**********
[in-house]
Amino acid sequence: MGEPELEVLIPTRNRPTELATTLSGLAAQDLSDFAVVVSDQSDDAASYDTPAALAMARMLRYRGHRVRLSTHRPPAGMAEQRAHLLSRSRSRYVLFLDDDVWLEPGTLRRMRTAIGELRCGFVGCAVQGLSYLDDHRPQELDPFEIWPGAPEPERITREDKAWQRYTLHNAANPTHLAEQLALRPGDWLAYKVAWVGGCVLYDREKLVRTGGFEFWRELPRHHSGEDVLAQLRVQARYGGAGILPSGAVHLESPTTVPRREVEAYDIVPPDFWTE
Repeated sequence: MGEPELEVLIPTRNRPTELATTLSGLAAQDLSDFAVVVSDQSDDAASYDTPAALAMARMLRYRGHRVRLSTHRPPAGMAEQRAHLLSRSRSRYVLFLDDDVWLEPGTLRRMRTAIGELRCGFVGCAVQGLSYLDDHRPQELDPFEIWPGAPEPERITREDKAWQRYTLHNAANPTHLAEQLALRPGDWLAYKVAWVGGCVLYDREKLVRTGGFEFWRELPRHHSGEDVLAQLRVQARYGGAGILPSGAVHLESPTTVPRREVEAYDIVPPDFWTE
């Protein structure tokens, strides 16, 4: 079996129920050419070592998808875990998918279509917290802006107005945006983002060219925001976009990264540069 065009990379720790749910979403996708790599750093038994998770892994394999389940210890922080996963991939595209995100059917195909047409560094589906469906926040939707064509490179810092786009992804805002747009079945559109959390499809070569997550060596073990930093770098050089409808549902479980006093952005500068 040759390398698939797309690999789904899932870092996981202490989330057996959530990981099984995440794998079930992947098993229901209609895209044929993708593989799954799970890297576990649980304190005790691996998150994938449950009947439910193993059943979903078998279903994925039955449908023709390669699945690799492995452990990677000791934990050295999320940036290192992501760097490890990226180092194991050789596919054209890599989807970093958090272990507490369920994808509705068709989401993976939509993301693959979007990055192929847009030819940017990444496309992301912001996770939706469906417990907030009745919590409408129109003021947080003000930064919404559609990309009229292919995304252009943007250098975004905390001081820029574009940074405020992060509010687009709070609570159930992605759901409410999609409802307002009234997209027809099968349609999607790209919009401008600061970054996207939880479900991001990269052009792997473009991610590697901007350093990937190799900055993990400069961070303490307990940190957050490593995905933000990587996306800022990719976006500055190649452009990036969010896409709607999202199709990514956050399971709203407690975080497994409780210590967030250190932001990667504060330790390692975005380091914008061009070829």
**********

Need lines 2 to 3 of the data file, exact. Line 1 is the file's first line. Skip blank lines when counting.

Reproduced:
Amino acid sequence: MGEPELEVLIPTRNRPTELATTLSGLAAQDLSDFAVVVSDQSDDAASYDTPAALAMARMLRYRGHRVRLSTHRPPAGMAEQRAHLLSRSRSRYVLFLDDDVWLEPGTLRRMRTAIGELRCGFVGCAVQGLSYLDDHRPQELDPFEIWPGAPEPERITREDKAWQRYTLHNAANPTHLAEQLALRPGDWLAYKVAWVGGCVLYDREKLVRTGGFEFWRELPRHHSGEDVLAQLRVQARYGGAGILPSGAVHLESPTTVPRREVEAYDIVPPDFWTE
Repeated sequence: MGEPELEVLIPTRNRPTELATTLSGLAAQDLSDFAVVVSDQSDDAASYDTPAALAMARMLRYRGHRVRLSTHRPPAGMAEQRAHLLSRSRSRYVLFLDDDVWLEPGTLRRMRTAIGELRCGFVGCAVQGLSYLDDHRPQELDPFEIWPGAPEPERITREDKAWQRYTLHNAANPTHLAEQLALRPGDWLAYKVAWVGGCVLYDREKLVRTGGFEFWRELPRHHSGEDVLAQLRVQARYGGAGILPSGAVHLESPTTVPRREVEAYDIVPPDFWTE